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WorldSkills increases the number of skilled young people


Leo’s story

“When I won a gold medal at WorldSkills São Paulo 2015, the world was seeing a boy that came from a place of social vulnerability, all because that boy had one opportunity to learn a skill that he fell in love with. My life was transformed because of WorldSkills. And I want everyone in the world to have the opportunity to do the same.”
— Leo Rodrigues, WorldSkills Champion


In Brazil, about 17.1 million people live in the favelas of Rio de Janeiro - that’s 23% of the city’s population, around 1.5 million people. It is a harsh reality that doesn’t present young people with many opportunities to develop themselves. Leo Rodrigues grew up in this environment. But from a young age, Leo was a dreamer. He would look up at planes overhead and wish he was going wherever they were going.

His parents were supportive. They told him only he could take responsibility for making his dreams happen, that it would take hard work and ambition, and that they would always give him a safe place to come back to if it didn’t work out. At that moment, Leo didn't know what he wanted to do, or even what he could do. It was an encounter with an apprentice training for WorldSkills that inspired Leo to strive to be the best he could be in a skill that would one day take him around the world.

As a 15 year-old, Leo was just like each one of the 15% of young people in Brazil who were unemployed. He went searching for work and handed his CV out to anyone and everyone, leading to a call back for an apprenticeship with HStern - a luxury jewelry maker. Curious, Leo accepted the apprenticeship. He was aware he didn’t fit the typical profile of a jeweler and was told as much by others. He also knew nothing about the industry. But what he saw, he quickly fell in love with.



After noticing another jewelry student train to compete in the national WorldSkills competition, Leo was inspired. What he saw was someone entirely focused on their craft. He realized to be good at something he would have to put in the work. So, with the help of his WorldSkills trainer, Claudinei, he honed his talents. He trained 8 to 10 hours a day in the workshop working on technical skills like design, soldering, surface finishing, sawing and dimension control. The WorldSkills Brazil trainers also prepared Leo for other skills he’d need for the competition - such as resilience, time keeping and communication.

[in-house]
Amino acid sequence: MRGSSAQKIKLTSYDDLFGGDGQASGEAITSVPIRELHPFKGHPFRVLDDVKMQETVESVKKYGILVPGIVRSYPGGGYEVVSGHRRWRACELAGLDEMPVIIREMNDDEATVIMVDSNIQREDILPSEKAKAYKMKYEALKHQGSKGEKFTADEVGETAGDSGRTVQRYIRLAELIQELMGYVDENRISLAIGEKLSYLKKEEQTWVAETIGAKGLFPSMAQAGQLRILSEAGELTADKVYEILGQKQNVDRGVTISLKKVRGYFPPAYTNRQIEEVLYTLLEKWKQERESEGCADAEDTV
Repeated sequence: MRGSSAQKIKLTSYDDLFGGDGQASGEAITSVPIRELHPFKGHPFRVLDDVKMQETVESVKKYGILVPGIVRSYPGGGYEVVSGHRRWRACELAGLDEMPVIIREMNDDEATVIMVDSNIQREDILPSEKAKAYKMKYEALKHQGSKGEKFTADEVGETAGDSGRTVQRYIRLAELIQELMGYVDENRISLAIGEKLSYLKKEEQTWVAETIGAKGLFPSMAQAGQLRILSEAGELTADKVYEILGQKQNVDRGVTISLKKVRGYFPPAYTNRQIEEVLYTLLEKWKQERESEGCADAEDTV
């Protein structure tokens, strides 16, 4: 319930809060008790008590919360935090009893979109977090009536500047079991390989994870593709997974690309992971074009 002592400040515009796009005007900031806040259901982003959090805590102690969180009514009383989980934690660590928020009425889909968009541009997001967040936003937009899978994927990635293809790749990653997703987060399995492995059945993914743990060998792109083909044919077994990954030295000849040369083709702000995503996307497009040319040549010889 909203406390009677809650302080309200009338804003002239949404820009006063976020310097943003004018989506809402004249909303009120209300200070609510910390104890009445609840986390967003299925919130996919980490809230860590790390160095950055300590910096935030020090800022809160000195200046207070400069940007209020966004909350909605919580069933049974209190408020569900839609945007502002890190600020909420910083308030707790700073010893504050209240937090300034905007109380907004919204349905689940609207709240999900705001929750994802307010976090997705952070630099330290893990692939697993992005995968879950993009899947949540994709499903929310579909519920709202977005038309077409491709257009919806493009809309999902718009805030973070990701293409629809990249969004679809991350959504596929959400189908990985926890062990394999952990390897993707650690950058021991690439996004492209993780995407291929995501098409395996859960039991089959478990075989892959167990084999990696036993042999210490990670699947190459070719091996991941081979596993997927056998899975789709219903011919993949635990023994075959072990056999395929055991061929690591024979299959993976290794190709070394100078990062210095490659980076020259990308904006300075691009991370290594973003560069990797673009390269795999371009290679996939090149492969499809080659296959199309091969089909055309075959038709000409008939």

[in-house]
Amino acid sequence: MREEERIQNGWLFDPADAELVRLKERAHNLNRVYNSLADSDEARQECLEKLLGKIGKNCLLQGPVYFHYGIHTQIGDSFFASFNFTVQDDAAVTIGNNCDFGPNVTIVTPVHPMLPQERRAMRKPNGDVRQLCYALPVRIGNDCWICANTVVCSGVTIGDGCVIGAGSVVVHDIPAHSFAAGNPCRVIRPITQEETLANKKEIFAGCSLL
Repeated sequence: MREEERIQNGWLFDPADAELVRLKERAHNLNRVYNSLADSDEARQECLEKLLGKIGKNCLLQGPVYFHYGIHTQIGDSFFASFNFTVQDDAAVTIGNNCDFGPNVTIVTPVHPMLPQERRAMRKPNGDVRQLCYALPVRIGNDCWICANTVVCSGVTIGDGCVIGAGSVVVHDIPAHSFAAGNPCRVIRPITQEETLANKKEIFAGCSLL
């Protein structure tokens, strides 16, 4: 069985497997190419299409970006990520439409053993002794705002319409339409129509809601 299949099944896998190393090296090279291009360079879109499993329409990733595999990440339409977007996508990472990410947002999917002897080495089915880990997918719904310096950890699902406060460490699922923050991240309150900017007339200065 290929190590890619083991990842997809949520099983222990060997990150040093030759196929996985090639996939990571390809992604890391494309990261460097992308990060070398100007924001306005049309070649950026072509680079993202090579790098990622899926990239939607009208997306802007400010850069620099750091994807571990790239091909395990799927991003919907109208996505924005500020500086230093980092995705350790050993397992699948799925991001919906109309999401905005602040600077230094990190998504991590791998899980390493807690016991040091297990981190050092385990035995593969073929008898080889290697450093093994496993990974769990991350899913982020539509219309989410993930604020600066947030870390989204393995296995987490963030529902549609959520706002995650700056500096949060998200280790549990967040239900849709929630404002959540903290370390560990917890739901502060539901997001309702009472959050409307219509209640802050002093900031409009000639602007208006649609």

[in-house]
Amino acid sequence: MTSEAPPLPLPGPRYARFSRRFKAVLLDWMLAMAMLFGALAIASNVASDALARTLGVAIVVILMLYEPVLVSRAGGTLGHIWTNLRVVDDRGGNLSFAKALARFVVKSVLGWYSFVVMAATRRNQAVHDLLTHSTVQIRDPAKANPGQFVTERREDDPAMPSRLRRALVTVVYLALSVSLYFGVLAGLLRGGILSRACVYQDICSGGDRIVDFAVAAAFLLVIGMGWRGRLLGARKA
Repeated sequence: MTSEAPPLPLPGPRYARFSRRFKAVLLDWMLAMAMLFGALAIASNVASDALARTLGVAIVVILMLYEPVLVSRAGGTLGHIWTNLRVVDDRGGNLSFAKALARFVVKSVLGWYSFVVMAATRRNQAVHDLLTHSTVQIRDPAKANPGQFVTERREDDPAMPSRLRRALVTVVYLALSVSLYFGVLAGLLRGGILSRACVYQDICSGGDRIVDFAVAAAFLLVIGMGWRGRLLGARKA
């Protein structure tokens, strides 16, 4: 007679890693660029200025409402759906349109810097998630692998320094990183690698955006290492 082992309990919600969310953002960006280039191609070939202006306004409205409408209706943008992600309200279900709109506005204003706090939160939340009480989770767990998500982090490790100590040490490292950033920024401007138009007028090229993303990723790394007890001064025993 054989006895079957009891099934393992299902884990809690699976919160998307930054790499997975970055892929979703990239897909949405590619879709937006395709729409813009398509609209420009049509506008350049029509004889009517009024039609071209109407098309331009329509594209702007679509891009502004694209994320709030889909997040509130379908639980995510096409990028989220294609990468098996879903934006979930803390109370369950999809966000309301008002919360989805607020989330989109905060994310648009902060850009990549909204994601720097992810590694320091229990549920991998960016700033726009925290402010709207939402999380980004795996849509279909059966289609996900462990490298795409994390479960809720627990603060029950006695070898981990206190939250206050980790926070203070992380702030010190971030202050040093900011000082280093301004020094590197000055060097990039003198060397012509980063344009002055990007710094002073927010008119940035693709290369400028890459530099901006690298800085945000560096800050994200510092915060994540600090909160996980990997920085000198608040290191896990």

His success at the regional and national WorldSkills competitions saw Leo, a kid from the favelas, take center stage for Team Brazil at WorldSkills São Paulo 2015. He took home Gold for Jewelry - winning it for his country, his family and to show that a young person from a socially vulnerable background can be the best and can redefine what it means to be a skilled jeweler.



On becoming the best, Leo wanted to train the best. He travelled to India to train the 2019 candidate. “I could see in their life, how I saw in my own, that there are people who perhaps wouldn’t usually have the opportunity to learn a profession and transform their lives, having their lives transformed because they were selected to train for the WorldSkills.”

Suddenly opportunities opened for Leo and he decided to start his own jewelry business - not an easy decision in the middle of an economic crisis. The life of an entrepreneur in Brazil is tough with only 1 in every 5 companies succeeding after their first year of operations. He had to quickly learn how to do everything in his business from accounting to marketing. The perseverance and determination he gained from training and competing with WorldSkills helped him secure his first client - the famous Brazilian haircare entrepreneur Zica Assis who also grew up in the favelas and could relate to the struggles Leo had overcome.



Leo’s success has all come from that initial opportunity to train with WorldSkills. “I have been able to build a business and create more jobs in my community. I love that my skills overflow and bless the lives of other people.” One of these people who have been inspired by Leo is his own sister Larissa, who is also a jeweler, and training to try and win gold at WorldSkills Brazil. “She saw my story; she saw my pathway.”


“What if WorldSkills could reach even more young people? What would be the impact on our society if more people are higher educated and have a profession, a career they really like and are prepared for. What if they had hope to reach the sky like I did? They would receive higher income salaries, be able to support themselves and transform their reality for their families and their communities.”
— Leo Rodrigues, WorldSkills Champion

Skills Change Worlds

In August 2021, we ran our first ever global Impact Survey with fifty-three WorldSkills Members sharing data and stories. These stories celebrate the impact that skilled young people are having on their own lives, our industries and economies, and our planet. Find out more about the positive changes we are making.

Read more impact stories